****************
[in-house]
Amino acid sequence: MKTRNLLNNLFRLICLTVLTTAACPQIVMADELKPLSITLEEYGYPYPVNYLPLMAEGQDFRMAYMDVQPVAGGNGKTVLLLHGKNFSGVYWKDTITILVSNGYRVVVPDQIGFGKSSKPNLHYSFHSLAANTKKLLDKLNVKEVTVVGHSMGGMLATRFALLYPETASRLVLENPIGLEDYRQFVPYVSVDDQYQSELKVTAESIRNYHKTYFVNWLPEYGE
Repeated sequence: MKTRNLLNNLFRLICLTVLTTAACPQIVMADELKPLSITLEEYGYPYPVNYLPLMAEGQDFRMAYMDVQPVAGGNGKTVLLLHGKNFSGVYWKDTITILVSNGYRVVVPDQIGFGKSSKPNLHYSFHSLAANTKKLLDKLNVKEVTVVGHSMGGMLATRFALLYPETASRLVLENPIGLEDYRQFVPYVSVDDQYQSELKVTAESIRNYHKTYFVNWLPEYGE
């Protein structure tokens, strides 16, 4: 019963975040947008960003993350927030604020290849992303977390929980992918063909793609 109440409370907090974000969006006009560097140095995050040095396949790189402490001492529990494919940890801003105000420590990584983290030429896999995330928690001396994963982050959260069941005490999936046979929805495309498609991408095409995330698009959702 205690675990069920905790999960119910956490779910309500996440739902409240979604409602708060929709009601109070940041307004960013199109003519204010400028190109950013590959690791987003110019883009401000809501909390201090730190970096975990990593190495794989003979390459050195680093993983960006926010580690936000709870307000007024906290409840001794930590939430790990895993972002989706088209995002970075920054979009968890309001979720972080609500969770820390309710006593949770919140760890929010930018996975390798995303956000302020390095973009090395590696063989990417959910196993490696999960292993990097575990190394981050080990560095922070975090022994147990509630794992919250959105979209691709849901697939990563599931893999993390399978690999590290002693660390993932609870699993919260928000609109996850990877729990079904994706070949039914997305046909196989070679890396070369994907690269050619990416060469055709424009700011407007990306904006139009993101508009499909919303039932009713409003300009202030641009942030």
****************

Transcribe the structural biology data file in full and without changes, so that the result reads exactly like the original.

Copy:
[in-house]
Amino acid sequence: MKTRNLLNNLFRLICLTVLTTAACPQIVMADELKPLSITLEEYGYPYPVNYLPLMAEGQDFRMAYMDVQPVAGGNGKTVLLLHGKNFSGVYWKDTITILVSNGYRVVVPDQIGFGKSSKPNLHYSFHSLAANTKKLLDKLNVKEVTVVGHSMGGMLATRFALLYPETASRLVLENPIGLEDYRQFVPYVSVDDQYQSELKVTAESIRNYHKTYFVNWLPEYGE
Repeated sequence: MKTRNLLNNLFRLICLTVLTTAACPQIVMADELKPLSITLEEYGYPYPVNYLPLMAEGQDFRMAYMDVQPVAGGNGKTVLLLHGKNFSGVYWKDTITILVSNGYRVVVPDQIGFGKSSKPNLHYSFHSLAANTKKLLDKLNVKEVTVVGHSMGGMLATRFALLYPETASRLVLENPIGLEDYRQFVPYVSVDDQYQSELKVTAESIRNYHKTYFVNWLPEYGE
């Protein structure tokens, strides 16, 4: 019963975040947008960003993350927030604020290849992303977390929980992918063909793609 109440409370907090974000969006006009560097140095995050040095396949790189402490001492529990494919940890801003105000420590990584983290030429896999995330928690001396994963982050959260069941005490999936046979929805495309498609991408095409995330698009959702 205690675990069920905790999960119910956490779910309500996440739902409240979604409602708060929709009601109070940041307004960013199109003519204010400028190109950013590959690791987003110019883009401000809501909390201090730190970096975990990593190495794989003979390459050195680093993983960006926010580690936000709870307000007024906290409840001794930590939430790990895993972002989706088209995002970075920054979009968890309001979720972080609500969770820390309710006593949770919140760890929010930018996975390798995303956000302020390095973009090395590696063989990417959910196993490696999960292993990097575990190394981050080990560095922070975090022994147990509630794992919250959105979209691709849901697939990563599931893999993390399978690999590290002693660390993932609870699993919260928000609109996850990877729990079904994706070949039914997305046909196989070679890396070369994907690269050619990416060469055709424009700011407007990306904006139009993101508009499909919303039932009713409003300009202030641009942030």